How cupping, an ancient Chinese recovery technique, can seriously help your golf game
With the Olympics barely two weeks gone, I’m still thinking about those dark circles you so often see on the backs of swimmers and other elite athletes. Those dark circles are usually the result of cupping, a traditional Chinese medicine technique that aids in muscle recovery.
While I’ve most likely missed my chance to be an Olympian, I’m a fairly active person who works out at least five times per week, plays golf and generally puts her body through the ringer on a daily basis. In other words, I’m no stranger to sore muscles.
That being said, I’ve also always been curious about cupping. If it’s good enough for Olympians, it has to have some positive effects right?
As fate would have it, I recently got to give the traditional Chinese medicine technique a try at ORA. I went in not sure what to expect and not totally believing that suctioning some cups to my back would help relieve the tightness I’ve been feeling from all the extra time I’ve spent hunched over my computer in my home office setup.
I was pleasantly surprised by the treatment, so I’ve decided to give you a breakdown of what I learned and why I think cupping is a great option for golfers suffering from back pain, soreness, tightness and stress.
What is cupping?
I had the pleasure of working with Sian James, DACM, Lac. LMT, RYT a licensed Acupuncturist and Clinical Massage Therapist during my session at ORA. Full disclosure, my session also included some acupuncture and E-Stim, all of which are great for recovery after a tough day on the course.
Cupping is a form of acupuncture that uses glass jars that suction to your body to promote musculoskeletal health. The cups can be left stationary or slid across your muscles to help break up tension that’s causing your muscles to be tight.
What are the benefits?
Cupping is typically used as a recovery technique because of what it can do for your body.
“If you have joint stiffness, muscular pain, swelling, inflammation, decreased blood flow and tension, cupping is effective as a standalone treatment,” James told GOLF.com. “Cupping can help golfers experiencing soreness by promoting healthy blood flow which brings nutrients to muscle tissue.”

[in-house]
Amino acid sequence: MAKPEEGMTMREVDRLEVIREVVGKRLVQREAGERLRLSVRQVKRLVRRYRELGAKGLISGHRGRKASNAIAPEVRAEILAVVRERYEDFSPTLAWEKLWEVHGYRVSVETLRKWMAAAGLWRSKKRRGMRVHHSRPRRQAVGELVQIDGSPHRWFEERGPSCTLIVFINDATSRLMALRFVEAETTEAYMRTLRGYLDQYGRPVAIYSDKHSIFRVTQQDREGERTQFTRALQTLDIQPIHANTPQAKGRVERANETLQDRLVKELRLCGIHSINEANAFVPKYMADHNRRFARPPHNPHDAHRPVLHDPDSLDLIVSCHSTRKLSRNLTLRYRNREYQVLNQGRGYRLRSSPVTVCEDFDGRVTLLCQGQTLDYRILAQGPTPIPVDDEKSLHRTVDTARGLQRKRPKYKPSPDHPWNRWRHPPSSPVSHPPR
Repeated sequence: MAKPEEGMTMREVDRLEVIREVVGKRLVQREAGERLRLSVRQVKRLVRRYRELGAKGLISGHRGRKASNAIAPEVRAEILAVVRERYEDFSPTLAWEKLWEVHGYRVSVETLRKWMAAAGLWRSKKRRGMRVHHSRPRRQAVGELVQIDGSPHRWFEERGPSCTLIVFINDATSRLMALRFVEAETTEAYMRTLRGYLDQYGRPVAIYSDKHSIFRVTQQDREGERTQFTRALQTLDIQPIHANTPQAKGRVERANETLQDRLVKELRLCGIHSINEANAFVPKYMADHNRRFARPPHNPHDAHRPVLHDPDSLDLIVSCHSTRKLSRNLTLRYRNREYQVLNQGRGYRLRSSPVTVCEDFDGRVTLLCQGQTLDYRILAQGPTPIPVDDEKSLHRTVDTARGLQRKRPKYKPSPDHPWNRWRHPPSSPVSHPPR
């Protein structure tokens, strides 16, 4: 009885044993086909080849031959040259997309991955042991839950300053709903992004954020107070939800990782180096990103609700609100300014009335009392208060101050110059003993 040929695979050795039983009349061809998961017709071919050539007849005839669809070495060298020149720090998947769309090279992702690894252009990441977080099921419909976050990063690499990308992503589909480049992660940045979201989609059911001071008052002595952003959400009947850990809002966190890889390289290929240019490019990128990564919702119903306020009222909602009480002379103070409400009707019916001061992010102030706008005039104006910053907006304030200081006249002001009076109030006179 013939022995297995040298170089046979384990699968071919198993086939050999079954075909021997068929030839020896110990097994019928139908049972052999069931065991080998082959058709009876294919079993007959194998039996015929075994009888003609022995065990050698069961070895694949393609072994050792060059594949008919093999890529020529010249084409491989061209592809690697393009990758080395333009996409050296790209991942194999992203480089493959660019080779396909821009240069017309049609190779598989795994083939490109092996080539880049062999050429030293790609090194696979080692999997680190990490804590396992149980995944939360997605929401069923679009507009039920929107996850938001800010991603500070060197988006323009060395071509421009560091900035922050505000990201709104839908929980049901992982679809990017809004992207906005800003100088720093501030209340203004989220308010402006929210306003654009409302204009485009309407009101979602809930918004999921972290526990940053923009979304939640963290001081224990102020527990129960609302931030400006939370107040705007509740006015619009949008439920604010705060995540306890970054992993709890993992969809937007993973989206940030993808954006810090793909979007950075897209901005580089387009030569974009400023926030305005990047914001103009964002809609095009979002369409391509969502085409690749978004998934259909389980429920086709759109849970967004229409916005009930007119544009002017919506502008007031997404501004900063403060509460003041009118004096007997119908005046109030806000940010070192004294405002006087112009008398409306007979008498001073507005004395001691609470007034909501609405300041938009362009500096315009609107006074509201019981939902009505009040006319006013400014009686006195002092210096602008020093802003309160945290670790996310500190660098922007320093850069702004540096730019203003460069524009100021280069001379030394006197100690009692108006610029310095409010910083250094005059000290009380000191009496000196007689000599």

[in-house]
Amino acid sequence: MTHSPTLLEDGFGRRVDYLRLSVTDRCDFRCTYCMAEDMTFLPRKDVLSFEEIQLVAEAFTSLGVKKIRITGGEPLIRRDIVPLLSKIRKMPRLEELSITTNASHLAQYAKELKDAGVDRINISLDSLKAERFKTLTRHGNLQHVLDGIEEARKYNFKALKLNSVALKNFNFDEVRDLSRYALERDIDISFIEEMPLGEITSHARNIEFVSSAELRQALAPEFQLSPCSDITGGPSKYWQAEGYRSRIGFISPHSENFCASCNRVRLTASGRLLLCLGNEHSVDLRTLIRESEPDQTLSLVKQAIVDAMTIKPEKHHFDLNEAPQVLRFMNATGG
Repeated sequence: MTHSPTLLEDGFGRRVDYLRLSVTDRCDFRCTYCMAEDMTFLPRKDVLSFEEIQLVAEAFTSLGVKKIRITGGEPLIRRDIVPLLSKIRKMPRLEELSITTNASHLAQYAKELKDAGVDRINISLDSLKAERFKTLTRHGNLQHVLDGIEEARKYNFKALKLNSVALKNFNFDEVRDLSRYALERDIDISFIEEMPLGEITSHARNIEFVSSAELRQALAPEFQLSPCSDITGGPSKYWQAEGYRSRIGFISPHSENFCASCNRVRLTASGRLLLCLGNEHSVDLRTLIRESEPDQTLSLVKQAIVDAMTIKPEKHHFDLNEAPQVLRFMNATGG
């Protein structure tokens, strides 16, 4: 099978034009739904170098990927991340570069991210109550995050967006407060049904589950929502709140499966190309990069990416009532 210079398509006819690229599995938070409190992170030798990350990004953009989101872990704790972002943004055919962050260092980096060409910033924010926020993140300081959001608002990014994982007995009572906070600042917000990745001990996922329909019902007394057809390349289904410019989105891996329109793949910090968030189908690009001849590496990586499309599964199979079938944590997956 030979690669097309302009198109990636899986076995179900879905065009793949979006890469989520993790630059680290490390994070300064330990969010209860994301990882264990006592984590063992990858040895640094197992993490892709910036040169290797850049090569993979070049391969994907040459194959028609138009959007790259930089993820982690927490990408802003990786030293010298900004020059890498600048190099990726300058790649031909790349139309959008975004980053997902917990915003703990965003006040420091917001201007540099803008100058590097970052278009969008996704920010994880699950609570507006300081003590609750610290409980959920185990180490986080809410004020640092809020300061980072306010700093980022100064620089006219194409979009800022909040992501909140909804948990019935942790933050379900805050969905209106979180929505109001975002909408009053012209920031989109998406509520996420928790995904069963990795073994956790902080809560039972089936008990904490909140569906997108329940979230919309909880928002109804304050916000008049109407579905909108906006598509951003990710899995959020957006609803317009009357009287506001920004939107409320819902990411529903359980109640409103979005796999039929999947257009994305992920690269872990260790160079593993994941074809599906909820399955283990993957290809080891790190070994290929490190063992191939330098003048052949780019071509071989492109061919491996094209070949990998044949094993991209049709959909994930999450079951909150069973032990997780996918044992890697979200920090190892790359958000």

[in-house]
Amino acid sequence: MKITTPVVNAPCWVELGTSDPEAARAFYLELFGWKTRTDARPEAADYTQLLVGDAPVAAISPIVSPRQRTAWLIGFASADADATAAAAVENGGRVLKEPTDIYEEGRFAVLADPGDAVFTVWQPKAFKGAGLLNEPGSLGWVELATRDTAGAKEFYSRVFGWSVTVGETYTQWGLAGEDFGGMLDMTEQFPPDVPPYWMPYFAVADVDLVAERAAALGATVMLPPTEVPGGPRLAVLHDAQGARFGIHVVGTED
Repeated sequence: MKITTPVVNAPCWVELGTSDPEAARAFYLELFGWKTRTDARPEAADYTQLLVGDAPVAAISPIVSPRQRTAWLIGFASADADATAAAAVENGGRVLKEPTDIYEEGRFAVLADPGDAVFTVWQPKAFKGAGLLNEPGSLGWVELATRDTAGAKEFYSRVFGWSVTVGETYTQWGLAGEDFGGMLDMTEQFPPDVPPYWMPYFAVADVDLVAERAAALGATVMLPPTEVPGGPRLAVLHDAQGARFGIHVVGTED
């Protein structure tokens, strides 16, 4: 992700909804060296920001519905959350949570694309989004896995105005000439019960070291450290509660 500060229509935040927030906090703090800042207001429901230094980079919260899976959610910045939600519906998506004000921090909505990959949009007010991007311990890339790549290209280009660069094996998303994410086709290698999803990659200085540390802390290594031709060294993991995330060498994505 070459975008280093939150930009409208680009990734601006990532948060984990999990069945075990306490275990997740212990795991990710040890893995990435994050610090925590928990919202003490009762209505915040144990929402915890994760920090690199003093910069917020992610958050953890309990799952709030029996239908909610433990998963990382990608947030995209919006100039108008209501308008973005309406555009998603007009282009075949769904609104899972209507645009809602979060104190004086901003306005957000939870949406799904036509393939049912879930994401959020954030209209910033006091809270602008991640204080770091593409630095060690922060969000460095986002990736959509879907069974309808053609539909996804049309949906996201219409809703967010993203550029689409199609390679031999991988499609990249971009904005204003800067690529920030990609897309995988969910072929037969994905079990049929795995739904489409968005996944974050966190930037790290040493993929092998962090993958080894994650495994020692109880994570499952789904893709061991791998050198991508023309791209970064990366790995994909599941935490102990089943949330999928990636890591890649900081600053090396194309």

Essentially, toxins build up in your system triggering your body’s inflammatory response which causes soreness, swelling and stiffness in your muscles. When the cups are applied to the body, they create a vacuum which increases the blood flow to the area. This helps purge your muscles of toxins and lactic acid, as well as activates the lymphatic system, which helps your muscles to heal and leaves soreness and muscle tension in the dust.
For golfers, this can mean getting back on the course faster post-injury or playing more holes in a given week because you aren’t as sore and your muscles are better prepared to spend hours swinging away. One of the most important effects of cupping is decreasing muscle tension, which leads to a bigger range of motion in the golf swing. The better your range of motion, the better able you will be to turn in your swing and the farther you will launch the ball off the tee.
Does cupping actually work?
I’m a skeptic at heart, so I wasn’t expecting to feel much of a difference after my session with James. However, I was happy to eat my words.
As many golfers do, I have an extremely tight back — both my upper and lower back are affected, which for a golfer is common and bad for my swing. So focusing on this area for the cupping treatment seemed like a no-brainer.
James applied six cups to my back based on where I was tightest and let them sit there for about five minutes. With the cups attached, I felt an intense but enjoyable pressure.
And then came my favorite part — James moved the cups across my back. It sounds mundane, but feeling my muscles pop and crunch as the tension was relieved was one of the most satisfying sensations I’ve experienced in my young life.
Once the treatment was over, I noticed an immediate difference. My shoulders and upper back in particular felt more relaxed and, as evidenced by the perfectly circular bruises left across my back, blood flow to the area was definitely increased.
Of course everyone is different, but using this technique to help loosen your muscles is a godsend when you go to swing a club. Tight muscles are the enemy of a good golf swing because they prohibit your body from rotating properly, which saps your swing of power. Cupping solved that problem for me, and while I wasn’t able to get in 18 holes (I had already taken a half day for a spa treatment…) I did take a few practice swings out of curiosity.
My turn in my backswing was a little bigger, but the biggest takeaway was that I simply felt better than I had in ages. And we all know, feeling good on the golf course is just as important as having a good swing, because you can’t play your best if you don’t feel your best.